Wine and Culture: Vineyard to Glass
(Berg, July 2013), Co-edited with Robert Ulin.
Wine is one of the most celebrated and appreciated commodities around the world. Wine writers and scientists tell us much about varieties of wines, winegrowing estates, the commercial value and the biochemistry of wine, but seldom address the cultural, social, and historical conditions through which wine is produced and represented. This path-breaking collection of essays by leading anthropologists looks not only at the product but also beyond this to disclose important social and cultural issues that inform the production and consumption of wine. The authors show that wine offers a window onto a variety of cultural, social, political and economic issues throughout the world. The global scope of these essays demonstrates the ways in which wine changes as an object of study, commodity and symbol in different geographical and cultural contexts. This book is unique in covering the latest ethnography, theoretical and ethnohistorical research on wine throughout the globe. Four central themes emerge in this collection: terroir; power and place; commodification and politics; and technology and nature. The essays in each section offer broad frameworks for looking at current research with wine at the core.
Porta Palazzo: The Anthropology of an Italian Market
(University of Pennsylvania Press, 2012)
Why do open-air markets still exist in modern European cities? How have these age-old urban institutions survived in the face of modernization and what are their economic and social functions in the age of the hypermarket and shopping mall? Anthropologists have studied open-air markets in the past; however, these institutions deserve renewed attention in the face of drastic changes in food provisioning and eating habits. In addition, markets should be studied as important places of sociability in cities where public spaces are increasingly deserted and inhospitable. This ethnographic study of the Porta Palazzo market in Turin, Italy investigates the way in which identities and social relations are negotiated through the everyday activities of the market. This book reconsiders the importance of the market as a field for ethnographic study.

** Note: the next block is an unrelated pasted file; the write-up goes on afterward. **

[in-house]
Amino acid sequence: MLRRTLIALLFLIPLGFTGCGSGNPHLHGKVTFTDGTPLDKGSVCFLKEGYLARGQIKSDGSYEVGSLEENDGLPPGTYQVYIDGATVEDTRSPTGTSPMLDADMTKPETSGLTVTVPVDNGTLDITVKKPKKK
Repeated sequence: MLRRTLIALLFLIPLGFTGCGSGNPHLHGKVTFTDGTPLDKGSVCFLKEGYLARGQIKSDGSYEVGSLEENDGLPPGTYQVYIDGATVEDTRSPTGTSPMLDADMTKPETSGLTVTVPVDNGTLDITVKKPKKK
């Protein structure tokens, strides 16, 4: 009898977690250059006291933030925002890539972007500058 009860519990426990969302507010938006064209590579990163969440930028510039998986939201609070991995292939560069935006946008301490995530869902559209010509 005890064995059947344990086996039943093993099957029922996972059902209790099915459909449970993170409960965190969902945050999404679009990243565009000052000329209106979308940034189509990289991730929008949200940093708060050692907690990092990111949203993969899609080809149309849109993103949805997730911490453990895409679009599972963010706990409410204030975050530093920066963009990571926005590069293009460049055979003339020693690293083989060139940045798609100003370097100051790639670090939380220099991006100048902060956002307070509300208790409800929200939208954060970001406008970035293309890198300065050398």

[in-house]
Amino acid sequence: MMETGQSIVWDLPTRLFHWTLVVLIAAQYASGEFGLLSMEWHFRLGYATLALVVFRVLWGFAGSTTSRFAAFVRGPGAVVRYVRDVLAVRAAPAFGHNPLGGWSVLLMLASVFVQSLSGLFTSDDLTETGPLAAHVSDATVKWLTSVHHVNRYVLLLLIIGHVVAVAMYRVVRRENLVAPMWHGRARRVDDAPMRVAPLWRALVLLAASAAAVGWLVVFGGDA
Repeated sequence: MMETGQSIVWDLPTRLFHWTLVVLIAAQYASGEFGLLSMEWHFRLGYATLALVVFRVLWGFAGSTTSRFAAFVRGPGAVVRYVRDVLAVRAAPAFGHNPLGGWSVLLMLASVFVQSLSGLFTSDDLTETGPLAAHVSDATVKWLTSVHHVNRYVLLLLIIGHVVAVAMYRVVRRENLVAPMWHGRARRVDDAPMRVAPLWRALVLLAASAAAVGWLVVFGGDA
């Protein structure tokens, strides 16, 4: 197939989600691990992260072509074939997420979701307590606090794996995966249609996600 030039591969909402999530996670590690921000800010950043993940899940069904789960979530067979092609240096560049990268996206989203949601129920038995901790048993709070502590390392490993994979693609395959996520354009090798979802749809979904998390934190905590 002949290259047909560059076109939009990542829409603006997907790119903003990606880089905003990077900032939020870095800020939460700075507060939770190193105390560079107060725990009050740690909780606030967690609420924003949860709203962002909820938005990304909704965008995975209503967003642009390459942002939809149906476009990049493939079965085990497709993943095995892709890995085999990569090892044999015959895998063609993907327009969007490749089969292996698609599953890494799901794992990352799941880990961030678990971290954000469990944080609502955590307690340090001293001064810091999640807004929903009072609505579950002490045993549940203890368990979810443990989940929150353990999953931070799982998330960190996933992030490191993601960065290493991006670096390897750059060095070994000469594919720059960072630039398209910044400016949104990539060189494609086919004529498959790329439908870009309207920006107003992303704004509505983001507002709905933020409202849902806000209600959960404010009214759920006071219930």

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Alcohol in Popular Culture: An Encyclopedia
(Greenwood/ABC Clio Press, 2010)
I am the editor of this A-Z encyclopedia, which takes a wide-ranging pop culture look at the topic of Alcohol in American life. The consumption of alcohol in not glamorized, but instead put it in its cultural context. This work looks primarily at the consumption of alcohol in contemporary American society, but also considers the wider historical and international associations when appropriate. There are books that look at the historical aspects of drink but there are no reference works that also take into consideration the contemporary and popular culture of alcohol and which bring together both the production and consumption of alcohol.
This book serves as a reference to students and educators studying the culture of alcohol and issues surrounding its consumption in North America. It will be an excellent resource for courses and programs that deal with health, addiction prevention and responsible alcohol consumption. Seeing alcohol within a cultural framework will promote a better understanding of issues surrounding its consumption in the United States in the past and present.
“a useful and thought-provoking resource for anyone interested in the social history and popular debates around alcohol use in the United States,” Matther Reid, Gastronomica, Summer 2012.